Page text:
It wasn’t just a bunch of white guys in powdered wigs lining up and inviting opponents to shoot them. In fact, it wasn’t just a bunch of white guys at all.
The American Revolution involved people from all strata and races, men and women, all interacting in extremely complex and often poignant and surprising ways.
But how do you convey that? That’s the question R. Scott Stephenson, vice president of exhibitions and programming at the Museum of the American Revolution, kept asking himself.
The museum was handicapped by the absence of photographs, Stephenson said, “which are a powerful way of connecting with humanity.”
A key part of Stephenson’s answer has been to make liberal use of lifesize figures engaged in real events -- incidents that happened and were recorded in diaries and letters but that were never subjects for artists.
“They are almost a three-dimensional illustration,” he said of such tableaux. “They raise questions that get you to engage.” The remarkably lifelike figures are molded in resin from casts of models' bodies and faces, then painted, given hairstyles, and clothed.
One tableau features London Pleasants, enslaved by a Quaker family on a Virginia plantation. Traitorous Benedict Arnold, by then a brigadier general in the British army, sailed up the James River in 1781 on his way to attack Richmond, and he offered freedom to all enslaved people who joined up with the redcoats. Pleasants took him up on the offer.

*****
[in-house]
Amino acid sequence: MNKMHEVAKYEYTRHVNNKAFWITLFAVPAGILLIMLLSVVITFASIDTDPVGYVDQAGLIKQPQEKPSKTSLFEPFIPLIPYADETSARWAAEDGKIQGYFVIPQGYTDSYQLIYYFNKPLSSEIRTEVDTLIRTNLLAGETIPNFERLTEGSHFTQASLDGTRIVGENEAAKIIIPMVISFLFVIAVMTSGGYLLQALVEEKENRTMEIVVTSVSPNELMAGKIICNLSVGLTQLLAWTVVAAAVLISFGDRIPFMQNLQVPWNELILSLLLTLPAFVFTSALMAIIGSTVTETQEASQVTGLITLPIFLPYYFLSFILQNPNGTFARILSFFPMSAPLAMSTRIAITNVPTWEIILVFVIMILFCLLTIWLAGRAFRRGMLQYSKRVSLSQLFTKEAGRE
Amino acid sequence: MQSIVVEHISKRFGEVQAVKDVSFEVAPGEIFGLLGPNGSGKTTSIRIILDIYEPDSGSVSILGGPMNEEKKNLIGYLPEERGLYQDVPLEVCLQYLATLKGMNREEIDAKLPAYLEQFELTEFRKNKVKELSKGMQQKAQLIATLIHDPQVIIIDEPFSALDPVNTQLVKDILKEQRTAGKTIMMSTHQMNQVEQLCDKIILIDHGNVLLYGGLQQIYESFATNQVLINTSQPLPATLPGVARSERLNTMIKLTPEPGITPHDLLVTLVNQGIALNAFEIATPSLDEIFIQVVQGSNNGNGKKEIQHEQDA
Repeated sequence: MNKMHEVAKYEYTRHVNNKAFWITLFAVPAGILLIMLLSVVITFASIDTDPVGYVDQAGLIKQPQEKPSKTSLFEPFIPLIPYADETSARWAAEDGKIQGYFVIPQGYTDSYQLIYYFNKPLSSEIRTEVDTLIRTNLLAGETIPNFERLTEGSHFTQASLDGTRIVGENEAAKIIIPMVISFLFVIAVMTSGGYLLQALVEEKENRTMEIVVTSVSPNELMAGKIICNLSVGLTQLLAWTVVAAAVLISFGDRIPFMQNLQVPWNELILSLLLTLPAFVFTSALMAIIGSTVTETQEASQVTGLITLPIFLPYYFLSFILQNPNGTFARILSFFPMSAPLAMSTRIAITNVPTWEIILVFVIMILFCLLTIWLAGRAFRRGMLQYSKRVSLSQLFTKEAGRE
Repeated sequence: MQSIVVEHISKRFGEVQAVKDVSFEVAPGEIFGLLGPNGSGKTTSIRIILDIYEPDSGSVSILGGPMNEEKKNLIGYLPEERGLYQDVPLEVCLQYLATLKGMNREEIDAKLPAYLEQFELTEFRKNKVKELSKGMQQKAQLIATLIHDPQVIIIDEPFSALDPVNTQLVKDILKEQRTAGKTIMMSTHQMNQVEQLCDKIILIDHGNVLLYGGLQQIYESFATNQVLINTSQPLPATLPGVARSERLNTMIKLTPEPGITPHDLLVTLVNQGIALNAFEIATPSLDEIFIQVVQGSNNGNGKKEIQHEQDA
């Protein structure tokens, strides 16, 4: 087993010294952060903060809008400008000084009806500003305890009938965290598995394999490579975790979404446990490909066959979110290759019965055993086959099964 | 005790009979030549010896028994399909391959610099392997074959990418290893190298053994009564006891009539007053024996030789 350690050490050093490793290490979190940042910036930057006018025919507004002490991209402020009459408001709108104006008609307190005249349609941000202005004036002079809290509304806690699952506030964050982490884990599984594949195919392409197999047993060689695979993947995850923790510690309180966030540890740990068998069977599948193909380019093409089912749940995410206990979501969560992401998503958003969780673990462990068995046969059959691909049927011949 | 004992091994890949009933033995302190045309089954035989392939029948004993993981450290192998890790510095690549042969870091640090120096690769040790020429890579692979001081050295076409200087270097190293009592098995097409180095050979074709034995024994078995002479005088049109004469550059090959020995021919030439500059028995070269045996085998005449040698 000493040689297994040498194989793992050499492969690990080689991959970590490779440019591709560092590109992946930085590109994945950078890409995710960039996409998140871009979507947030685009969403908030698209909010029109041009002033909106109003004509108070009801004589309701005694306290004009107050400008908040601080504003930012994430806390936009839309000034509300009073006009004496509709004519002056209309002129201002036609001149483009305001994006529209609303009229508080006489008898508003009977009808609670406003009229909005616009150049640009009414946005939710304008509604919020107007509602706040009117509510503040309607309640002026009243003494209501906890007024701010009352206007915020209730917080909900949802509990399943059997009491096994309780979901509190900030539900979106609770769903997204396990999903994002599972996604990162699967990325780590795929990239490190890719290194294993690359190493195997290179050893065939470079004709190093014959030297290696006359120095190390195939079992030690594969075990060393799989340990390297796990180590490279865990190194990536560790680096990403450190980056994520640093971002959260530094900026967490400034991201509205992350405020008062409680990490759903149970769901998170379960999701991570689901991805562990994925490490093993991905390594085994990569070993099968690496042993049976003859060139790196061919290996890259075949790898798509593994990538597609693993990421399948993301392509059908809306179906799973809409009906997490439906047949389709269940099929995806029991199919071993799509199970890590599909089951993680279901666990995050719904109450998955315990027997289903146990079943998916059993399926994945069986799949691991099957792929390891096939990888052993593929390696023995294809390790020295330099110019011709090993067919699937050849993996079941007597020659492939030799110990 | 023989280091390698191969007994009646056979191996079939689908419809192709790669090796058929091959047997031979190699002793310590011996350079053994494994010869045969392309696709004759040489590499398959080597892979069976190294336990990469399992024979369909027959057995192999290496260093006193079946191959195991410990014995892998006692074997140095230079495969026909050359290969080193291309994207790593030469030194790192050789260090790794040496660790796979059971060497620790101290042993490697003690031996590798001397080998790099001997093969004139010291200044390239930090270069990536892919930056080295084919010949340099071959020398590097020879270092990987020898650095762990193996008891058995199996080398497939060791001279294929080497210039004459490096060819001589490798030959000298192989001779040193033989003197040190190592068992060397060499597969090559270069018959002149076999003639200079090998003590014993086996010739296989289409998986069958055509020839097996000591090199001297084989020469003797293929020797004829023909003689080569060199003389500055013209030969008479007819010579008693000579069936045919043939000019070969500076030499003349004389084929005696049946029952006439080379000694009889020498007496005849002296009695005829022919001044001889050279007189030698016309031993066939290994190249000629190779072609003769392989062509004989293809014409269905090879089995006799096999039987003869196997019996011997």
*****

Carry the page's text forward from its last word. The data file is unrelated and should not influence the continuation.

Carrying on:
The tableau features Pleasants in his British uniform -- he became a trumpeter in Arnold’s regiment -- urging a boy and a woman to flee to the British and freedom. The story effectively presents a little-known aspect of the war and draws visitors directly into the lives of those involved.
Another tableau includes Gen. George Washington seeking to break up a brawl that began as a snowball fight among his troops in Harvard Yard. The scene vividly illustrates rancor among residents of different colonies. The fighting men did not feel an allegiance to some kind of “nation.”
Another scene depicts the wartime reunion of James Peale, who had fled New York with the rest of Washington’s routed army, and his brother, Charles Willson Peale. There are also tableaux of British cavalry officers, members of the Oneida Nation, and colonial prisoners of war held at Independence Hall.
Many stories throughout the galleries share details provided by the diary of Elizabeth Drinker, a Philadelphia Quaker who wrote vividly of life in the city and surrounding region. The mock front of her house looks out over one gallery, and visitors may peer inside at the kinds of household furnishings that were confiscated by angry colonials who suspected neutral Quakers of harboring secret loyalist views.